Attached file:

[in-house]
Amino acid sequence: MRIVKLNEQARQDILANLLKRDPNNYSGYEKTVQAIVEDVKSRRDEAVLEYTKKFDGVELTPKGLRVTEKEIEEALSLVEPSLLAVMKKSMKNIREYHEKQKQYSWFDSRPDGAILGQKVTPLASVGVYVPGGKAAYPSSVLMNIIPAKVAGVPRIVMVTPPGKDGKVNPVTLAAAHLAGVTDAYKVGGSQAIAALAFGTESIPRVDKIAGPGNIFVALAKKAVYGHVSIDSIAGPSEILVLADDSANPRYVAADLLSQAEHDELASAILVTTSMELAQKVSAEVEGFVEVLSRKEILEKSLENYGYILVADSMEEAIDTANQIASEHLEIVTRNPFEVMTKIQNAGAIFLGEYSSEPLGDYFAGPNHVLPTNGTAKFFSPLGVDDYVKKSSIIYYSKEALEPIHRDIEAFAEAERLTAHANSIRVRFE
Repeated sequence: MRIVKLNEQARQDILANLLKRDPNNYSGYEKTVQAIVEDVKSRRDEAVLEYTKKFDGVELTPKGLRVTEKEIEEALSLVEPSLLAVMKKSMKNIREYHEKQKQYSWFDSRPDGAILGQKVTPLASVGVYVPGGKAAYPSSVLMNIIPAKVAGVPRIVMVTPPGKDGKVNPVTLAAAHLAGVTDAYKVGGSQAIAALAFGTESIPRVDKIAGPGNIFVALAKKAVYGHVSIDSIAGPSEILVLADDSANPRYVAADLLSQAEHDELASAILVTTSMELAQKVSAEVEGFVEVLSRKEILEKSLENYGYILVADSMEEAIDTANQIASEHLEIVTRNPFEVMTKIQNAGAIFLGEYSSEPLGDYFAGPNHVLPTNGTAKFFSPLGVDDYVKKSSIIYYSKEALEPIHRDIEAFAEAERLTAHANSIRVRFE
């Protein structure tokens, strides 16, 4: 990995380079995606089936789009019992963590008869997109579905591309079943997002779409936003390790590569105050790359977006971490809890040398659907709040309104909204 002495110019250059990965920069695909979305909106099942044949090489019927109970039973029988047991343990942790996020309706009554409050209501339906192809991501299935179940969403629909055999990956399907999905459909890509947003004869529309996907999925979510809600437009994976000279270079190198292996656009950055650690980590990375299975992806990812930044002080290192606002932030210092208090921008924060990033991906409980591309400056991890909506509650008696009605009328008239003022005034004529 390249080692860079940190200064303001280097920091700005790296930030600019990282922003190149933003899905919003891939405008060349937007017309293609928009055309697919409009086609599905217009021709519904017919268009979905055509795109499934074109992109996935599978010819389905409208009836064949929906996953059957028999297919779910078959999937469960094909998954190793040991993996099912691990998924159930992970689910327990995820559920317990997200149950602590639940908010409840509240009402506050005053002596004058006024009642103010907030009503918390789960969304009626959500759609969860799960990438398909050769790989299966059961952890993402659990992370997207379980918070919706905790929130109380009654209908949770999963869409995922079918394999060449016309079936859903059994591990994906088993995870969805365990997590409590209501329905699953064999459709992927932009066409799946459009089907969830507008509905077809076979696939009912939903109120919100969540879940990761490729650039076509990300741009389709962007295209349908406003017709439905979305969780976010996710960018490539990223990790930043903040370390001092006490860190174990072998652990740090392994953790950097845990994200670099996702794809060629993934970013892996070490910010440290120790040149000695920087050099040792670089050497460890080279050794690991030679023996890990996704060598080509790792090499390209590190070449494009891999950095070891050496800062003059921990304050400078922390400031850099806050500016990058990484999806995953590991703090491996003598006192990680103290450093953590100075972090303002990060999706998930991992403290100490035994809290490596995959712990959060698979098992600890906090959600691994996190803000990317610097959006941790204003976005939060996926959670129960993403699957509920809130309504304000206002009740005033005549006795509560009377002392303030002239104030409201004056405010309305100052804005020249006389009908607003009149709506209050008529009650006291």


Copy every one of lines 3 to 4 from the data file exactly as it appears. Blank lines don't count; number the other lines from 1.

Repeated sequence: MRIVKLNEQARQDILANLLKRDPNNYSGYEKTVQAIVEDVKSRRDEAVLEYTKKFDGVELTPKGLRVTEKEIEEALSLVEPSLLAVMKKSMKNIREYHEKQKQYSWFDSRPDGAILGQKVTPLASVGVYVPGGKAAYPSSVLMNIIPAKVAGVPRIVMVTPPGKDGKVNPVTLAAAHLAGVTDAYKVGGSQAIAALAFGTESIPRVDKIAGPGNIFVALAKKAVYGHVSIDSIAGPSEILVLADDSANPRYVAADLLSQAEHDELASAILVTTSMELAQKVSAEVEGFVEVLSRKEILEKSLENYGYILVADSMEEAIDTANQIASEHLEIVTRNPFEVMTKIQNAGAIFLGEYSSEPLGDYFAGPNHVLPTNGTAKFFSPLGVDDYVKKSSIIYYSKEALEPIHRDIEAFAEAERLTAHANSIRVRFE
């Protein structure tokens, strides 16, 4: 990995380079995606089936789009019992963590008869997109579905591309079943997002779409936003390790590569105050790359977006971490809890040398659907709040309104909204 002495110019250059990965920069695909979305909106099942044949090489019927109970039973029988047991343990942790996020309706009554409050209501339906192809991501299935179940969403629909055999990956399907999905459909890509947003004869529309996907999925979510809600437009994976000279270079190198292996656009950055650690980590990375299975992806990812930044002080290192606002932030210092208090921008924060990033991906409980591309400056991890909506509650008696009605009328008239003022005034004529 390249080692860079940190200064303001280097920091700005790296930030600019990282922003190149933003899905919003891939405008060349937007017309293609928009055309697919409009086609599905217009021709519904017919268009979905055509795109499934074109992109996935599978010819389905409208009836064949929906996953059957028999297919779910078959999937469960094909998954190793040991993996099912691990998924159930992970689910327990995820559920317990997200149950602590639940908010409840509240009402506050005053002596004058006024009642103010907030009503918390789960969304009626959500759609969860799960990438398909050769790989299966059961952890993402659990992370997207379980918070919706905790929130109380009654209908949770999963869409995922079918394999060449016309079936859903059994591990994906088993995870969805365990997590409590209501329905699953064999459709992927932009066409799946459009089907969830507008509905077809076979696939009912939903109120919100969540879940990761490729650039076509990300741009389709962007295209349908406003017709439905979305969780976010996710960018490539990223990790930043903040370390001092006490860190174990072998652990740090392994953790950097845990994200670099996702794809060629993934970013892996070490910010440290120790040149000695920087050099040792670089050497460890080279050794690991030679023996890990996704060598080509790792090499390209590190070449494009891999950095070891050496800062003059921990304050400078922390400031850099806050500016990058990484999806995953590991703090491996003598006192990680103290450093953590100075972090303002990060999706998930991992403290100490035994809290490596995959712990959060698979098992600890906090959600691994996190803000990317610097959006941790204003976005939060996926959670129960993403699957509920809130309504304000206002009740005033005549006795509560009377002392303030002239104030409201004056405010309305100052804005020249006389009908607003009149709506209050008529009650006291």